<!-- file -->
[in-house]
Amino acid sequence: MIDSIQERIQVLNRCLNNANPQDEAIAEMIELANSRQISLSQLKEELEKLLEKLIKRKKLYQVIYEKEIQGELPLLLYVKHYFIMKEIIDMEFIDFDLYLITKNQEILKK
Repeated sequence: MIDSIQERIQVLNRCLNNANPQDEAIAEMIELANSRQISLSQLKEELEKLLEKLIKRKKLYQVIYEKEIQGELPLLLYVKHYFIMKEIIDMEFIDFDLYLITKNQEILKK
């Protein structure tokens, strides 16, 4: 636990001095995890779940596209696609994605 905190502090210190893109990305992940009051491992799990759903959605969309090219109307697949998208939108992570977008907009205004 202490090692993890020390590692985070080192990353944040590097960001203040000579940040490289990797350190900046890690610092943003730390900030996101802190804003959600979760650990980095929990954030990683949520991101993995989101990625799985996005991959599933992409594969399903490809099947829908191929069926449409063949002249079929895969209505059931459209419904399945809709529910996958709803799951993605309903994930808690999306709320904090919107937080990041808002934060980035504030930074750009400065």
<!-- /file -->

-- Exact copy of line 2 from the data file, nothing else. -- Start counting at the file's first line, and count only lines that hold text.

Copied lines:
Amino acid sequence: MIDSIQERIQVLNRCLNNANPQDEAIAEMIELANSRQISLSQLKEELEKLLEKLIKRKKLYQVIYEKEIQGELPLLLYVKHYFIMKEIIDMEFIDFDLYLITKNQEILKK